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Low Beasts and Tall Timbres

'Be that as it may, a cleric would not serve so well as a surgeon for the purpose of discreet inquiry. Not even one of the better sort with a Presbyterian mind, like Douglas down there leaving the ship.' Graham could not be deflected from his thought that Stephen would make a fine spy.

Returning to an earlier theme, Stephen invited distraction: 'On consideration, I believe you were right about mariners. To the orderly mind they present a contradiction as disturbing as wood that sinks or stones that float.'

Graham stared with deep suspicion, but favored Stephen with his knowledge: the spew of volcanoes not properly stone; Cleghorn and Lavoisier commended, Spallanzani sound enough, and even Fourier not to be discarded despite his loyalty to the beast; the easy consensus among those who studied the Earth with a prepared mind: pumice recognized as ash from the meeting of caloric — upwelling from Earth's center — and the great subterranean wind that flows between volcanoes the world over.

To cement Stephen's grasp he offered a metaphor suited to a surgeon: Earth an enormous animal — a thing of life and heat, with volcanoes for nostrils, lava for blood, and earthquakes for pulsations. With this new understanding, Stephen would see his error: 'Stone is the bone of this great animal. Pumice is merely the waste of her metabolism, the fecal matter.' Moved by his own words, he held up a pinch of this metaphoric substance.

With a flick of the fingers, he dismissed stones that float. As to wood sinking, Stephen was misled by the tragic fate of ships. An easy mistake, but he did not allow sufficiently for the effect of ballast — 'Stones in the general case!' — nor the combined weight of the iron fittings, putting his hand on the nearest for clarity.

Stephen might have withdrawn, perhaps justifying it with the wish to make note of these important points. He should have. He did not: 'Your defeat of pumice is complete, sir, but I must protest that your hand is nearly touching an example of wood that sinks.'

'That...' the word 'deadeye' could not be found. 'The very piece bound with that iron you instance is carved of lignum vitae. We note the tight grain and the striking contrast between the light and dark resins so richly dense in each piece. These are insignia of the species. The carpenter showed a piece sinking in water to educate our squeakers.'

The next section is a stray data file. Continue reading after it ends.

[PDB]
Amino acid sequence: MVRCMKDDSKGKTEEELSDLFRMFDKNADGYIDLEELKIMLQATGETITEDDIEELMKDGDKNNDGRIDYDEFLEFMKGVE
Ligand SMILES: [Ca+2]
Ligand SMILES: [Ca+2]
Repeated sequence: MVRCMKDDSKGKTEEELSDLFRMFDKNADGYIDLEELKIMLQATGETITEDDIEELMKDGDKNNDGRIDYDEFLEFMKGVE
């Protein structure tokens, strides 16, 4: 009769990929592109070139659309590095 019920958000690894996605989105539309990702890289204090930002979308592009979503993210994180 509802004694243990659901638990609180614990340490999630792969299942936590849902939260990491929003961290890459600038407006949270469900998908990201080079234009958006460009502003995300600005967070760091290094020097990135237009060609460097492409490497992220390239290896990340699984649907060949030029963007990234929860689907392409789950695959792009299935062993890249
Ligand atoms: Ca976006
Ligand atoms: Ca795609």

Affecting not to see the glare, Stephen led on: 'You spoke of the nautical art being instinctual, and some facets are indeed. The choice of this wood or that for a particular purpose is surely vindication of your view. Sailors and builders are in achord when they call for harmony in these choices.

'An aspect neglected in casual accounts is the importance of timbres in shipbuilding. The strength of oak is its greatest renown, but the shipwright's choice of thickness, taper, and tone are critical to effective sailing of vessels necessarily driven to the limits of art. Seamen rely on skills developed in their common entertainments using stringed instruments.' Stephen reminded Graham how often the captain would place his hand on the rigging when setting the sails. 'An important quality of manila line is its ability to stay in tune once the sails are adjusted properly. The harmony of the stays, sheets and tacks plays against deeper notes from the sails, and these complement the deepest note of all — that from the hull itself.

'This last is essential to judge the response of a ship driven hard. It is known as the keel sound — or keelson — by English sailors. In the Irish we would say it is a "bass kennard" from the use of that deep note to "know" the ship's state.' At the last moment, Stephen refrained from explaining to a Scot that the word 'ken' or 'can' meant 'to know' in the Gaelic languages.

Averting enthusiasm, he concluded: 'The keelson rises from the linear structures of the ship, the fore and aft members, if you will.' Belated memory came to his aid. 'These "deadeyes" are so called because their use has a damping or deadening effect on the palls, or the shrouds as some say — the names being understood from this role. They mute the contribution of the lateral members of the vessel, and allow the true keelson to be emitted.

'It is in this role and in the sheaves of the rigging that lignum vitae is prized — for its ability to resinate.'

Stephen broke off, pleading the needs of a patient with a distressing case of lingua bifurcate.


© 2003 Gary W. Sims